There have been many inflationary models proposed since then, as they solve many problems such as isotropy, homogeneity, apparent flatness, and even the scarcity of magnetic monopoles.

The inflaton is a mathematical construct which simplifies the theory/calculations; whether real, or not, is not important as it's a 'model'.

ok but I was speaking about a braking mechanism(s), capable of stopping the inflation which pushed everything away at many times over the speed of light, then later identically able to seemingly re-accelerate everything.

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3 hours ago, Mitcher said:

ok but I was speaking about a braking mechanism(s), capable of stopping the inflation which pushed everything away at many times over the speed of light, then later identically able to seemingly re-accelerate everything.

As the energy supplied by the universe's drop ( slow roll ) from false zero vacuum energy, to true zero level, after the E-W symmeetry break becomes less and less, the exponential inflation also decreases. That is simple enough to understand.

Much less understood is the mechanism for the recently detected accelerating expansion of the last few billion years.
Perhaps oscillations about the true zero vacuum energy level ?

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3 hours ago, MigL said:

As the energy supplied by the universe's drop ( slow roll ) from false zero vacuum energy, to true zero level, after the E-W symmeetry break becomes less and less, the exponential inflation also decreases. That is simple enough to understand.

Much less understood is the mechanism for the recently detected accelerating expansion of the last few billion years.
Perhaps oscillations about the true zero vacuum energy level ?

A process decreasing the inflationist power can be understood but slowing down all the matter in the Universe from thousands of times c to a relative standstill is a different thing. Maybe gravity at works ? I like the idea the Universe might be critically oscillating.

2 hours ago, Markus Hanke said:

The current accelerated expansion of the universe is not related to inflation - these are physically different circumstances.

I read some authors contest the accelerated expansion measurments. Maybe we should really ascertain it's real first, mostly because it's so weird. And if it's real we should stop talking about the Hubble constant then, it should be the Hubble variable.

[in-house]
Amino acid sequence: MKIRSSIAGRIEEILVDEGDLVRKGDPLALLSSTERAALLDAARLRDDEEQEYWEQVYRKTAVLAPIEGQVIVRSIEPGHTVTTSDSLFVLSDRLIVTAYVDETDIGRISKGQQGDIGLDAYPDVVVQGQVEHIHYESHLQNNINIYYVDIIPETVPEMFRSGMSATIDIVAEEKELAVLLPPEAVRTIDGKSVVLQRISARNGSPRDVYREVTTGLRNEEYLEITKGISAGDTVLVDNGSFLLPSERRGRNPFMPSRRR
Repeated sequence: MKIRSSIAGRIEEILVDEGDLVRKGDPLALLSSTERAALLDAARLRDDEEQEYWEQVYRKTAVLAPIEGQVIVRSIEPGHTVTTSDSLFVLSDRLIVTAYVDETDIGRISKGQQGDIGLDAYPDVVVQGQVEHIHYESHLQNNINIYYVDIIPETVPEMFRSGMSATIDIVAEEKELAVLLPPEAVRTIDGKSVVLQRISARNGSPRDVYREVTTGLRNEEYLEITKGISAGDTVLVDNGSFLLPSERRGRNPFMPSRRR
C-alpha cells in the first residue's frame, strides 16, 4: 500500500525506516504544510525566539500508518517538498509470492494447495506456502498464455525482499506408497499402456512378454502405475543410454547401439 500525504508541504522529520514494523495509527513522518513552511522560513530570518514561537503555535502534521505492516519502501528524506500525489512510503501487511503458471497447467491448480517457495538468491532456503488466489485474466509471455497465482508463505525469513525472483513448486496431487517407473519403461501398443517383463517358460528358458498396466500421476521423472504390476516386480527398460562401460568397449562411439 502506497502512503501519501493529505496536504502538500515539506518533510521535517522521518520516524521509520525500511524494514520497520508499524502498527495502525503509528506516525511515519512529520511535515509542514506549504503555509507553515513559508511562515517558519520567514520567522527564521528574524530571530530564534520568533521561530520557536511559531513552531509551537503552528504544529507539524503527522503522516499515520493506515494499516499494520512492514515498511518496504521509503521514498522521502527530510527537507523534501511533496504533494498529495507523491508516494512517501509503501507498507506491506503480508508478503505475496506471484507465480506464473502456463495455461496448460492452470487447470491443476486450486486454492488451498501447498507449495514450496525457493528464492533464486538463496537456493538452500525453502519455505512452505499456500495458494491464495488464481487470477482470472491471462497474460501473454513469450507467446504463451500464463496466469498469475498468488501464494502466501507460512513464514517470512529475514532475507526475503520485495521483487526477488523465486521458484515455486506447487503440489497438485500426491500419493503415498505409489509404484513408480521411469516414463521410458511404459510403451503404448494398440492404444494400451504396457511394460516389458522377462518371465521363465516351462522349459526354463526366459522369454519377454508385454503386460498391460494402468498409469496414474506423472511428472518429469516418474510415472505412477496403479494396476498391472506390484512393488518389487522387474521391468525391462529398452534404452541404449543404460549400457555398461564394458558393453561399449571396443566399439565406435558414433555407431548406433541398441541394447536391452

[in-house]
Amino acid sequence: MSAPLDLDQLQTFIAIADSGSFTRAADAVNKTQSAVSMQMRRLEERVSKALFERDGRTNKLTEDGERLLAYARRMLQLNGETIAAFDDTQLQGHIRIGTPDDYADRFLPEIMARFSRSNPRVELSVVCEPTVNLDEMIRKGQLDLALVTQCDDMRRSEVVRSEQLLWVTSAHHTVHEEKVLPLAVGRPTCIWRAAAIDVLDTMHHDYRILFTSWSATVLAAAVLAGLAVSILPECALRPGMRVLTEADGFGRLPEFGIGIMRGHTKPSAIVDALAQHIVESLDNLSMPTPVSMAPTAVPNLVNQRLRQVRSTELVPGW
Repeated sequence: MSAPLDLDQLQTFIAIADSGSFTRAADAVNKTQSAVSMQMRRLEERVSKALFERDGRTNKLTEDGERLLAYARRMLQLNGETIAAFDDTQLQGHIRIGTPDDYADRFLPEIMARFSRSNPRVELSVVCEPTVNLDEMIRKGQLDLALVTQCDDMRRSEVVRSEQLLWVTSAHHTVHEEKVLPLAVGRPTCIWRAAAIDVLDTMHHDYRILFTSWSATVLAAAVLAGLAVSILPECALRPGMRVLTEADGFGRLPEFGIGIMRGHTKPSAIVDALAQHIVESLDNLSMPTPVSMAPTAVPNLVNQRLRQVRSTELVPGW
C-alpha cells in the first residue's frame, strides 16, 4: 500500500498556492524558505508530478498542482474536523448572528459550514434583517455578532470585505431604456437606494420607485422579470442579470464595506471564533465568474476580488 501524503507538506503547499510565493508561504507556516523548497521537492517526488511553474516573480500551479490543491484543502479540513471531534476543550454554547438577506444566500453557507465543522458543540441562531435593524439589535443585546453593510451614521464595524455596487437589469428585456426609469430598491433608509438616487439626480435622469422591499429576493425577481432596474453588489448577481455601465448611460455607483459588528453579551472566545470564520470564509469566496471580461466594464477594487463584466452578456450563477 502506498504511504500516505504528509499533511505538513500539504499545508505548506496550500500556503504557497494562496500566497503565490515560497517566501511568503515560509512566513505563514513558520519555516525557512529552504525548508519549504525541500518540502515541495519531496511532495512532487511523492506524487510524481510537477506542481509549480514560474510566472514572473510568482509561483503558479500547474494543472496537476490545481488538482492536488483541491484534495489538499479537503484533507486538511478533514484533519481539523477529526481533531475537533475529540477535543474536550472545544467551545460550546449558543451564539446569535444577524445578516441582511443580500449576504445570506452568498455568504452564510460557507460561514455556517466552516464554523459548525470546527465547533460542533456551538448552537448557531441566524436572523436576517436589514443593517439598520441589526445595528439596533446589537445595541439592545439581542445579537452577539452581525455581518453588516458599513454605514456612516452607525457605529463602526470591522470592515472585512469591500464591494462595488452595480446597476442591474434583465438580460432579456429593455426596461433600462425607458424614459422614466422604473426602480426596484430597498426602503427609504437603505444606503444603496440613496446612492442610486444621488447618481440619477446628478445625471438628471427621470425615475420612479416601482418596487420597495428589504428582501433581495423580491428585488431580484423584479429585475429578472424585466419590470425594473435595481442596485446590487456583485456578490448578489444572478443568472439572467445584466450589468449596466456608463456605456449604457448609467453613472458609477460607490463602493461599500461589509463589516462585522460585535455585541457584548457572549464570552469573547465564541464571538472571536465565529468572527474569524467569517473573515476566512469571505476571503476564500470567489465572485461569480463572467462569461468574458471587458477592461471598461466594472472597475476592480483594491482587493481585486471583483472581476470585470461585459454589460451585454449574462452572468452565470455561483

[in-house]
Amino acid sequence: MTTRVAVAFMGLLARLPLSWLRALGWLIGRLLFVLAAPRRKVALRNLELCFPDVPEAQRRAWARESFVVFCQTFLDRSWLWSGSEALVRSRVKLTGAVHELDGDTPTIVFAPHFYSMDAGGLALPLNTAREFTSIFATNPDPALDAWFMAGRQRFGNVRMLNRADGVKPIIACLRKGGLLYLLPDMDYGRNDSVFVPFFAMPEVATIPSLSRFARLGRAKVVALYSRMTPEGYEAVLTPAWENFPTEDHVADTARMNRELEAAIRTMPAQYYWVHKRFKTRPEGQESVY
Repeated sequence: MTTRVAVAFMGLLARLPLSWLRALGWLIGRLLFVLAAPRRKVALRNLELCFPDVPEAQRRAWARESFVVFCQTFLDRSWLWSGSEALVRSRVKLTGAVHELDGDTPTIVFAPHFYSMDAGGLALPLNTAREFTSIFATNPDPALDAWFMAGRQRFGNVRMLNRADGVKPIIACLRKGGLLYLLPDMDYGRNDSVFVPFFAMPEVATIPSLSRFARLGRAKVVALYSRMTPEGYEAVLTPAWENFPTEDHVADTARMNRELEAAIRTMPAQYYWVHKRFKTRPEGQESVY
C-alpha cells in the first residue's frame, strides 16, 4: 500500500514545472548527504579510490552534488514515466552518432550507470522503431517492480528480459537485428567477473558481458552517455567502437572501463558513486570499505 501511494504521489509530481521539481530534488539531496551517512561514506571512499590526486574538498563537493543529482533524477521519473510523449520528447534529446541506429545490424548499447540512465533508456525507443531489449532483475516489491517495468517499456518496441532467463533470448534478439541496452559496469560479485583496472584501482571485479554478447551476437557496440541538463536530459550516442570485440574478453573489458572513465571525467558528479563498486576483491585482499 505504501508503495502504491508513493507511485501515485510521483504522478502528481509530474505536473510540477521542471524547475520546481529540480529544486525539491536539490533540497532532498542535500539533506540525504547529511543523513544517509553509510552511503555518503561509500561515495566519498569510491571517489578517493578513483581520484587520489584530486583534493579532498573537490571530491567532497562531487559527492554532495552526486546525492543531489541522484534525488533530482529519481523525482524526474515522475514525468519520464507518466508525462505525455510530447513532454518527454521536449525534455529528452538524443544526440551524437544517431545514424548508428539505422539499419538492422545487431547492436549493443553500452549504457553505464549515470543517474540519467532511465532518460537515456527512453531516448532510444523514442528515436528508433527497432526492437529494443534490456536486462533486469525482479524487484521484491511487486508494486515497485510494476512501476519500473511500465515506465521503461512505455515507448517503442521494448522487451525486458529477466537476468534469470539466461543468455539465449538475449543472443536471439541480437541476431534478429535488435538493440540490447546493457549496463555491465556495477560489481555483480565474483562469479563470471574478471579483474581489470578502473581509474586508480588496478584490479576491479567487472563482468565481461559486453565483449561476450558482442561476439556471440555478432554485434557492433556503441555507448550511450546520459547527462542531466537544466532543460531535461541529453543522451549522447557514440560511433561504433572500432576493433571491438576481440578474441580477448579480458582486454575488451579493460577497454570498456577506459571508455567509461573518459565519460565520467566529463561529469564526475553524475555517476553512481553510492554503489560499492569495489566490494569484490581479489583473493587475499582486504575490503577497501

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10 hours ago, Mitcher said:

Maybe we should really ascertain it's real first

I don’t know exactly where the confidence level for this stands at the moment, but I think it’s pretty likely that this is real.

10 hours ago, Mitcher said:

mostly because it's so weird

Not really. It straightforwardly corresponds to having a positive cosmological constant in the Einstein equations. To me, it would actually be much weirder should it turn out that this constant is somehow exactly zero, because there is no a priori reason (that we know of) for that to be the case.

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7 hours ago, Markus Hanke said:

I don’t know exactly where the confidence level for this stands at the moment, but I think it’s pretty likely that this is real.

Not really. It straightforwardly corresponds to having a positive cosmological constant in the Einstein equations. To me, it would actually be much weirder should it turn out that this constant is somehow exactly zero, because there is no a priori reason (that we know of) for that to be the case.

Why not, afer all it was not an obligation for this constant to exist in the first place, the Universe could have decided to quietly slow down and turn back to the future, and to a big crunch. Who are we to decide ?

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On 8/18/2022 at 3:47 PM, Markus Hanke said:

The current accelerated expansion of the universe is not related to inflation - these are physically different circumstances.

Circumstances may be different, but the argument can be made that vacuum energy  is the impetus for both.

That is if the accelerating expansion turns out to be real, and not a figment of error, or the accuracy of our type !a  supernova 'yardstick'.

Edited by MigL